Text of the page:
A friend has become a big believer in the power of mindfulness. Recently she said she thinks it has helped improve her marriage. I thought mindfulness was really just a new word for meditation. How can it help with relationships with other people?
While meditation can help a person develop mindfulness, the practice of being mindful is more than meditation. And some studies do suggest that mindfulness can help strengthen relationships.
Jon Kabat-Zinn is known as the “Father of Western Mindfulness” for his work with chronic pain patients at the University of Massachusetts Medical School, as well as for developing the Mindfulness-Based Stress Reduction program and being the founding executive director of the Center for Mindfulness at UMass. He describes mindfulness as the ability to remain focused on the reality of the present moment and simply accepting it, without judging or evaluating it.
Mindfulness is seen as a way of life, not simply a method of how to react to different stressors. According to the center’s website, mindfulness involves purposeful action and focused attention that’s grounded in a person’s current experience and held with a sense of curiosity. While mindfulness is a core concept of Buddhism, it is something that anyone, regardless of belief system, can practice.
Being mindful prevents knee-jerk reactions toward other people that can often occur when you’re under stress. So, it seems logical that relationships can improve when one or more people adopt mindfulness techniques. And research lends support to that notion.
One study, published in Behavior Therapy in 2004, analyzed the benefits of an eight-week mindfulness training program on relatively happy couples. Compared with similar couples who hadn’t taken the training, those who did had improved levels of satisfaction, closeness, acceptance and other measures of their relationship, and they also showed higher levels of optimism, spirituality and relaxation as individuals. The results appeared to “take,” as the benefits were maintained in a three-month follow-up.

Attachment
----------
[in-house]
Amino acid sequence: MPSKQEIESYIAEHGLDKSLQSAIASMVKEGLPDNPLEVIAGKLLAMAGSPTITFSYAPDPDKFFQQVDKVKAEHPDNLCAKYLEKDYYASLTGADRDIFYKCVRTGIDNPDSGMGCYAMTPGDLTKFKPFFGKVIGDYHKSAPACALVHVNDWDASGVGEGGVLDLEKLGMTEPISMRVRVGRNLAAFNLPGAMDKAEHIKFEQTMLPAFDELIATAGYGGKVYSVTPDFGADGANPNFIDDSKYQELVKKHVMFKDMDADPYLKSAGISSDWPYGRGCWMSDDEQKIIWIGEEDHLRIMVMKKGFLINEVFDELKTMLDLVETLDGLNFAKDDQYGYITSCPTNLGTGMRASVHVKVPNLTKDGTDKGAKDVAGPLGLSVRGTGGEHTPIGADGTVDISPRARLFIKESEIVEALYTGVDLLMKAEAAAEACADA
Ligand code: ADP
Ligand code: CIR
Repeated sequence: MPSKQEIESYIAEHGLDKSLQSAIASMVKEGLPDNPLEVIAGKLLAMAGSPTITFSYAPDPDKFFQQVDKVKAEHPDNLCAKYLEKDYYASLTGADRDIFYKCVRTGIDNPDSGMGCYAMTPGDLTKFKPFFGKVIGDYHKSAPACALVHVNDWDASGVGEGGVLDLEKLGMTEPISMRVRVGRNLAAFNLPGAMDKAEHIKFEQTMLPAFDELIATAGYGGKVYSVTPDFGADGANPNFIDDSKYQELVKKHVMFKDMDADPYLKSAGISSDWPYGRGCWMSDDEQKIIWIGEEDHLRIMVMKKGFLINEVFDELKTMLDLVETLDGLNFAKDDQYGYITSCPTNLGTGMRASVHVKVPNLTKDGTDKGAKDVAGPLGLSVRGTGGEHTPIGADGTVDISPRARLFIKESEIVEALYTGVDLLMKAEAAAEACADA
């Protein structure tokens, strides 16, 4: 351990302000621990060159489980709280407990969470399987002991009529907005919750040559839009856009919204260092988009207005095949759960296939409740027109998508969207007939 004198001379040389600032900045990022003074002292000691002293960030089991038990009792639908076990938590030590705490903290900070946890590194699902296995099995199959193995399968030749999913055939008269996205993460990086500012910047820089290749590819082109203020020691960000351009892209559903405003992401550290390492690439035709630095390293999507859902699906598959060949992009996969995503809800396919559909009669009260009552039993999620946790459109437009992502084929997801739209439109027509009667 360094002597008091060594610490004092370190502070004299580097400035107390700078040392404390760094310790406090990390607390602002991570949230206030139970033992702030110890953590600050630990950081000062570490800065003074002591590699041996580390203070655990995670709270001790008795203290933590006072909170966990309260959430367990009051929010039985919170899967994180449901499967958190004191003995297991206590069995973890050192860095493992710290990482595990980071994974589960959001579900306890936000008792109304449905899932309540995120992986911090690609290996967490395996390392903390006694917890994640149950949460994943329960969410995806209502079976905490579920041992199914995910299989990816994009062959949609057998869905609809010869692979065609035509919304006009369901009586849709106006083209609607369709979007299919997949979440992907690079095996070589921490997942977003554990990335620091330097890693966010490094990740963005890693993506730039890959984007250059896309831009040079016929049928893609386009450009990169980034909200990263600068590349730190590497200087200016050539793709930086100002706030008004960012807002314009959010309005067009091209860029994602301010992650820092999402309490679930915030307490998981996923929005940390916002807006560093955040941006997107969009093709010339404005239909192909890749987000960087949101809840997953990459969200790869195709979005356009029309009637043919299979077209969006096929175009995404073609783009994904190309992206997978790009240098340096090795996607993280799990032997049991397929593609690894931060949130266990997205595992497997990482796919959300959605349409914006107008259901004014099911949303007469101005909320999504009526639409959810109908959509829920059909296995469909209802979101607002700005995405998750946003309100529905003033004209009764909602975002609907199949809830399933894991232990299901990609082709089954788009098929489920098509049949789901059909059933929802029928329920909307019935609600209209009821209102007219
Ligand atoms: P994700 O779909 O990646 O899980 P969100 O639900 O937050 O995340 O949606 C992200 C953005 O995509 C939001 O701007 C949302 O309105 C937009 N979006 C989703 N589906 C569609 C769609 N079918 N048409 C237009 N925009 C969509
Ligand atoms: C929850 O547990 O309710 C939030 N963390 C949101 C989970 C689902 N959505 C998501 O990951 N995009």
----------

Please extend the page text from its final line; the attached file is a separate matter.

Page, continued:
Two other studies, reported in an article in the Journal of Marital and Family Therapy in 2007, also indicated that practicing mindfulness can help couples with communication and help them manage conflicts more smoothly.
To learn more about mindfulness, take a look at Ohio State University Extension’s “Mind and Body” page on the Family and Consumer Sciences LIve Smart Ohio website, livesmartohio.osu.edu. The posts, written by OSU Extension professionals, often incorporate aspects of mindfulness.
In addition, OSU Extension offers a four-week “Mindful Extension: A Guide to Practical Stress Reduction” group program. It was developed by Maryanna Klatt, an associate professor at The Ohio State University College of Medicine, who focuses her research on mindfulness and stress reduction. For details, see livesmartohio.osu.edu/mindful-extension.
Family Fundamentals is a monthly column on family issues. It is a service of the College of Food, Agricultural, and Environmental Sciences and its outreach and research arms, Ohio State University Extension and the Ohio Agricultural Research and Development Center. Send questions to Family Fundamentals, c/o Martha Filipic, 2021 Coffey Road, Columbus, OH 43210-1044, or email@example.com.
Dear Subscriber: This column was reviewed by Patrice Powers-Barker, family and consumer sciences educator with Ohio State University Extension. Powers-Barker is one of the educators who offers the Mindful Extension program.
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OSU Extension, Family and Consumer Sciences